For many, waxing the skis and its imagined difficulty is the reason for not to ski. Basically, a wrong reason. Waxing is simple and easy to learn. But if you want to avoid it partially or completely you can find good alternatives. Easy shortcuts like wax-free skis or easy-to-use waxes.
Classic skis need grip and glide waxing, skating skis glide waxing only. The function of waxes is based on simple physics. The grip happens when snow crystals adhere to the wax for a moment, and gliding when the snow is heated by the friction of ski to form a microscopic-thin layer of water over which the ski glides.
Classic style skis have a kick zone in the middle of ski. It is waxed with hard kick wax for below-zero Celsius temperatures, or for warmer conditions with a klister wax.
Hard wax is applied in 3-5 thin layers throughout the holding area, and then corked flat with a synthetic cork. With klister, apply 5-7 drops on both sides of the ski and level it with your thumb. The klister needs to harden outdoors before skiing.
The beginner needs only two hard waxes. One made for temperature range 0 to – 2 degrees Celsius to be used for up to 10 degrees below zero and another one or colder weathers, for -5 to -10 degrees. In general, it is best to choose a wax made for a warmer weather than the true outside temperature. The silver gray universal klister is the only klister the beginner needs.
There are also easy-to-use options for kick waxes. Sprays are the best.
For glide waxing, you can use paraffin waxes or easy-to-use liquids.
The paraffin wax is melted with wax iron to the bottom of the ski. Wax manufacturers provide clear instructions for this on both sales packaging and on their website. After melting, the excess wax is scraped and brushed off from the ski bottom surface.
If you don’t want to do hot waxing or do not have the right space for it, you can use liquid waxes. They have seen rapid development in recent years. The wax liquid is spread with a sponge from a bottle, allowed to dry for a moment – and the skis are ready for skiing.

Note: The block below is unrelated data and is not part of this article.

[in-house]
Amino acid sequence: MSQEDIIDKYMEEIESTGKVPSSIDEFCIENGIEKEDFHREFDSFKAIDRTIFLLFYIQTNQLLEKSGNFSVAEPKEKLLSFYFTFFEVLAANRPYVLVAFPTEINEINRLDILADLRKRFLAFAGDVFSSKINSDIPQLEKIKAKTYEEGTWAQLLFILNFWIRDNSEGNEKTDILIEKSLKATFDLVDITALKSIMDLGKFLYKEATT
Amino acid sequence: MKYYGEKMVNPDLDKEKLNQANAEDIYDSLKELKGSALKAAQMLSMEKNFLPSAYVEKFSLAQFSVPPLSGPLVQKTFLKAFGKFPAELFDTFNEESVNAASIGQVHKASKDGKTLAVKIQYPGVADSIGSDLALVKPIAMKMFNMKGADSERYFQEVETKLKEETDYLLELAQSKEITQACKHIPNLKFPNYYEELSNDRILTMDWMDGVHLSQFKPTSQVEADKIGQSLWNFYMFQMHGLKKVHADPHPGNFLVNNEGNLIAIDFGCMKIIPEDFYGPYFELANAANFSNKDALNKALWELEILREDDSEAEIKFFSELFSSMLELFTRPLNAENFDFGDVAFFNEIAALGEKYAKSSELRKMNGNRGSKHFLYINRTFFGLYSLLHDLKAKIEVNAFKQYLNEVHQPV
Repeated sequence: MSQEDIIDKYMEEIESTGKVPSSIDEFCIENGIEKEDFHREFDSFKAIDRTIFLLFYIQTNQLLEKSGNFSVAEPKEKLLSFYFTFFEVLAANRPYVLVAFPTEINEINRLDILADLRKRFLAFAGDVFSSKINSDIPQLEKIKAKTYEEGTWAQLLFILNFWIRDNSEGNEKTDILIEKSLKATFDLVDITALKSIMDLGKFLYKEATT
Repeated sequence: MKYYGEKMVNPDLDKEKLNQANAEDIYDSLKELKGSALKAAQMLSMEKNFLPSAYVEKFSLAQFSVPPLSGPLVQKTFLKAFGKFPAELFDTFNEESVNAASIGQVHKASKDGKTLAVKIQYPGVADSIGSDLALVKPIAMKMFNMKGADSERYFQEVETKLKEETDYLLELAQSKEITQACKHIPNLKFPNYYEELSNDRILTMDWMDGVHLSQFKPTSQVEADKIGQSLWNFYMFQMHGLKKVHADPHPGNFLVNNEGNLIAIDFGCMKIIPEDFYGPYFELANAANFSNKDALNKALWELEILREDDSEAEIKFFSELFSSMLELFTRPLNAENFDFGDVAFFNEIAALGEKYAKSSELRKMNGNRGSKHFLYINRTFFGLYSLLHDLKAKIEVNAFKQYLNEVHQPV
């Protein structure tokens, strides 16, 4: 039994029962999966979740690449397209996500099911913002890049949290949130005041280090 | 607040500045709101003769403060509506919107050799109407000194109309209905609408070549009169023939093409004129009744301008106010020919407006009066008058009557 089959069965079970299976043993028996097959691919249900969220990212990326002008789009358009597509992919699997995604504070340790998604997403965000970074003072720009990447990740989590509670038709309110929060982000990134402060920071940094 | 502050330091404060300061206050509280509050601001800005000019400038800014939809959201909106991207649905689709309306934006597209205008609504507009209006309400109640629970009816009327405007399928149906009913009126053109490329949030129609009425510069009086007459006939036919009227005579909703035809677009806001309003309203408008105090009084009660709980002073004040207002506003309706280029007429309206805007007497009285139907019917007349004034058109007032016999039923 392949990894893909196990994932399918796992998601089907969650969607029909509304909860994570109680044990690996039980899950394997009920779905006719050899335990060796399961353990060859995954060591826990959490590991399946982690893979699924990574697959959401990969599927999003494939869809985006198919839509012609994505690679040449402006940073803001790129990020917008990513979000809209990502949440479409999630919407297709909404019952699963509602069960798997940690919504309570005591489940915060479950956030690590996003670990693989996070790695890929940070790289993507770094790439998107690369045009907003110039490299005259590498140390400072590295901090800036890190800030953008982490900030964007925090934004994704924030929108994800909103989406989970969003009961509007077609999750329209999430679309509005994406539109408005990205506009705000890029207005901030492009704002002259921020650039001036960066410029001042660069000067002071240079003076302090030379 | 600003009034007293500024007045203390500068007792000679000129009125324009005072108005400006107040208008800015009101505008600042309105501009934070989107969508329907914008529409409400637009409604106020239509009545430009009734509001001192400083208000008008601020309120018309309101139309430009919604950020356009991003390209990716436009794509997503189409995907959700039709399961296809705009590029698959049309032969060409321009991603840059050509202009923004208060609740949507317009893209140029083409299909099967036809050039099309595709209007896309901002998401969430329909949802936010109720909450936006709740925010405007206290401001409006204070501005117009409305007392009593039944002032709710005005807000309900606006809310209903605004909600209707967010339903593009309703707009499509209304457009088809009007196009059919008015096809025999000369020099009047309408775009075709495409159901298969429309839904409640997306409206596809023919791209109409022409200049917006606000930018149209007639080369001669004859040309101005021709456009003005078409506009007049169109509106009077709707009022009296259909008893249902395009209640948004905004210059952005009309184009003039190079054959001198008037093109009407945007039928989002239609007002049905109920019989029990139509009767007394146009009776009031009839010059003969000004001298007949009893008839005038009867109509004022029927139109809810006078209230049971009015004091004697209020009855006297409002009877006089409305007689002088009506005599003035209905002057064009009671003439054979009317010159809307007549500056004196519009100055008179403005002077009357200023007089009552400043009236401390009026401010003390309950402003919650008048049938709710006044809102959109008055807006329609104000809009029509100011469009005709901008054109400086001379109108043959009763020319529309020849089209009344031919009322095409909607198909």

A good alternative is a glide tape that can be attached to the skis even with an ordinary flat iron without the need for special tools. You will find clear instructions for this on the packaging.
It is good to wax your skis once a season with paraffin. It protects the skis and extends their life. If you don’t want to do it yourself, let your local ski dealer do it in the beginning or at the end of the season.
Clean off old waxes
Old waxes are removed from the kick zone with a wax remover and from the glide surfaces with a so-called “clean and glide” liquid. Put a drop of it on a sheet of paper and sweep the base clean. Usually the old kick wax needs to be scraped off after that. It is advisable to roughen the kick zone lightly with sandpaper no. 100 grit, the wax will then stick better.
Just a “clean and glide” swipe with soft paper is enough for the glide area. If there is dirt on the paper, wipe the bottom again.
Take care of your wax-free skis
There are a number of wax-free versions of classic style skis. In real life, most of them need to be waxed and all of them at least cleaned. The best in wax-frees are skin-skis with synthetic mohair and Nano skis with a special coating.
Mohair on skin-skis should be cleaned regularly. Use cleaning agents made for this purpose as too strong liquids can dissolve the adhesive with which the hair is attached. The cleaning job itself is easy: wipe a few times with paper moistened with cleaning liquid.
Glide wax your skin-skis in the normal way.
The entire base of the Nano skis can be cleaned with a regular wax remover. A couple of sweeps with a paper are usually enough. Really dirty skis can be cleaned by washing them with a wax remover using a coarse kitchen sponge.
Faulty liquids must not be used for the maintenance of the nano coating. Unfortunately, there are products for sale that actually spoil the ski bottoms. It is advisable to carefully read the manufacturer’s instructions that come with the skis. There is a list of conditioners that can be safely used.
Axa Sorjanen – Educated skiing instructor, award winning Finnish journalist, writer and documentarist
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